Mischler’s 49-cent perennial sale starts Friday; use perennials in containers & more tips

sedum Oracle with other perennials
Here’s an example of how you can use perennials in a pot. All but one of these plants will be offered in Mischler’s 49-cent perennial sale. The yellow flower at top left is a coreopsis, the purple flower is a platycodon or balloon flower, the green plant at bottom right is sedum ‘Oracle’. Not offered in the sale is the yellow flower at right, ‘Yellow Stone’ sisyrinchium. Photo courtesy Ball Horticultural

by Connie Oswald Stofko

Mischler’s 49-cent perennial sale starts this week, and today we’re going to talk about using perennials in containers. We’ll also show you a couple of easy-to-maintain flowers that attract pollinators for your garden beds.

The sale will be held from Friday, April 28 to Saturday, May 6 at Mischler’s Florist and Greenhouses, 118 South Forest Rd., Williamsville. Hours are 8 a.m. to 5 p.m. Monday through Friday, 9 a.m. to 5 p.m. Saturday and 10 a.m. to 4 p.m. Sunday. Download the list of available plants here.

For the best selection, go early in the sale. It can be crowded; find out where to park and get other tips for how to make the most of this sale in an article from a previous year. That article also tells you how to care for your plants after the sale.

More than 100 varieties of perennials will be sold in packs of four plants for $1.96 per four-pack. New items are indicated on the list.

Idea #1: Use perennials in containers

Use perennials in containers to provide interesting foliage.

“They’re cheap enough that you can use them like annuals,” said Mark Yadon, vice president at Mischler’s. “And there’s a really good chance of over-wintering them.”

Sedums are a great choice. All of the sedums in the sale are the creeping groundcover type that will trail over the edge of the pot. They can be the “spiller” element to your container. (For interest in a container, you want a plant that will trail over the edge, which is your spiller; a tall, upright plant to be your “thriller,” and medium-size plants to be your “filler.”)

sedum Angelina
Sedum ‘Angelina’ can be used in containers or in a rock garden. It has a lime-green-yellow color. Photo courtesy Ball Horticultural

Sedums can provide texture and color. Sedum ‘Dragon’s Blood’ is red– See photos here. Sedum ‘Angelina’ is a lime-green-yellow and ‘Oracle’ has a blue tinge. There is also a new sedum mix at the sale.

You can mix your “foliage” plants with flowering annuals or flowering perennials. The photo from Ball Horticultural at the beginning of this article shows sedum ‘Oracle’ mixed with perennials.

If you want flowers right now, you could mix sedum with cold-tolerant annuals such as petunias, annual phlox, nemesia, diascia, and Osteospermum daisy. Find out more about these plants here. You can buy many types of cold-tolerant annuals at Mischler’s now, though they aren’t included in the sale.

For a shade container, try heuchera or coral bells. The plants have interesting leaves as well as flowers. There are four varieties of heuchera available in the sale, including the new ‘Fire Fly’.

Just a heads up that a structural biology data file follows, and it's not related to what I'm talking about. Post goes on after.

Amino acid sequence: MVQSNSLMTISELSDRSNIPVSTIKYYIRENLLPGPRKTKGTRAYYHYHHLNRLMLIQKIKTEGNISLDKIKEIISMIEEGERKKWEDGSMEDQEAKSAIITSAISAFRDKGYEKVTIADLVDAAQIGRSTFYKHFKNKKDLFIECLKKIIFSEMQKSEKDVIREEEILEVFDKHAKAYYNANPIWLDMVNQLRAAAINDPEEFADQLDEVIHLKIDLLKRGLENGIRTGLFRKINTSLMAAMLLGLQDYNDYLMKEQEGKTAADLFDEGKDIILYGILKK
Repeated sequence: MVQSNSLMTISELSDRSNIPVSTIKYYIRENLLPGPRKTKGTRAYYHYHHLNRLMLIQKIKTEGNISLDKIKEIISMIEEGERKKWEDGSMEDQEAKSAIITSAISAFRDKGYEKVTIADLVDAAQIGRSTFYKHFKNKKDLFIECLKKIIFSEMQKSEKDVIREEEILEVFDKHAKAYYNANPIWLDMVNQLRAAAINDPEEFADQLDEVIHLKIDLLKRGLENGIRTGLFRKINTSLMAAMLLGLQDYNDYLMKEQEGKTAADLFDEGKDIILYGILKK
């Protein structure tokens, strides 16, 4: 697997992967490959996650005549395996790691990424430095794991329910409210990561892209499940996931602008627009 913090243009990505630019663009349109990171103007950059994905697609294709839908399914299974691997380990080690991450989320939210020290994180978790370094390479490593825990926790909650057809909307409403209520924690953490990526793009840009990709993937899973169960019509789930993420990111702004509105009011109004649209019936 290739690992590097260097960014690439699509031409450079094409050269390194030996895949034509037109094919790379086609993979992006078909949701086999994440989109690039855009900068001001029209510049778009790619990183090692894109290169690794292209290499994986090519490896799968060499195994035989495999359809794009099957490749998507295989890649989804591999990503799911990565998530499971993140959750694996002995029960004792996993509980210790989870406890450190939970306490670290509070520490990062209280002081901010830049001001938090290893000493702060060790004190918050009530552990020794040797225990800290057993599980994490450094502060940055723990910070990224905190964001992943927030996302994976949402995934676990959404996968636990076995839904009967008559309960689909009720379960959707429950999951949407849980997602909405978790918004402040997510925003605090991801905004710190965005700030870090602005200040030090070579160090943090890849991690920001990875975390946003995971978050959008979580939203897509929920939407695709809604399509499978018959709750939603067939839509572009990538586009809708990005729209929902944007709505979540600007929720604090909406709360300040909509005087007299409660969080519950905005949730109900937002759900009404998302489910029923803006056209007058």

Another plant you might use as foliage is juncus ‘Big Twister’.

“It’s a twisty thing– It’s pretty cool,” Yadon said. “It’s a rush; it looks like grass. It’s really good in containers.” You can see photos of ‘Big Twister’ here.

Bonus tip: Learn how to plant a three-season container of perennials that will take you from spring through summer and fall, maybe until Christmas.

Idea #2: Use natives in your garden

butterfly flower
Butterfly flower attracts not only butterflies, but bees and hummingbirds, too. Photo courtesy Ivy Garth

There are so many reasons to use native plants in your garden. They are generally easy to maintain. They attract pollinators (find out why this is important). And they can be pretty, too!

One plant that Yadon discussed was butterfly flower or asclepias tuberosa. It was named Perennial Plant of the Year by the Perennial Plant Association and was recommended by Master Gardeners in the March issue of WNY Gardening Matters.

It has been called butterfly weed, but people were hesitant to plant something that is called a weed.

“It’s not a weed, it’s a native plant,” Yadon said. “They kind of changed the name to flower in the past two or three years.”

It attracts butterflies and hummingbirds. And if you don’t like watering plants all the time, you’ll like butterfly flower. It’s drought tolerant. Oh, and it’s deer resistant.

agastache Arizona 'Sunset'
Agastache is drought-tolerant. This is agastache Arizona ‘Sunset’. Photo courtesy Proven Winners

Butterfly flower likes sun and gets 18 to 24 inches high.

Another flowering perennial that I keep hearing about is agastache, commonly known as hyssop. This plant is also drought-tolerant and attracts pollinators including bees, butterflies and hummingbirds.

“It’s just an awesome bee-friendly plant,” Yadon said. “They’re all over that thing.”

It blooms almost all summer long.

Mischler’s has three varieties of agastache Arizona.  ‘Sun’ is yellow, ‘Sunset’ is pink and purple and ‘Sandstone’ is orange.

Bonus tip: At Mischler’s 49-cent perennial sale, you can also get herbs including tarragon, thyme, oregano and parsley, both curly and flat.

This is agastache Arizona ‘Sun’. Agastache is a bee-friendly plant. Photo courtesy Proven Winners
agastache Arizona 'Sandstone'
This is agastache Arizona ‘Sandstone’. Its has long-lasting blooms. Photo courtesy Proven Winners

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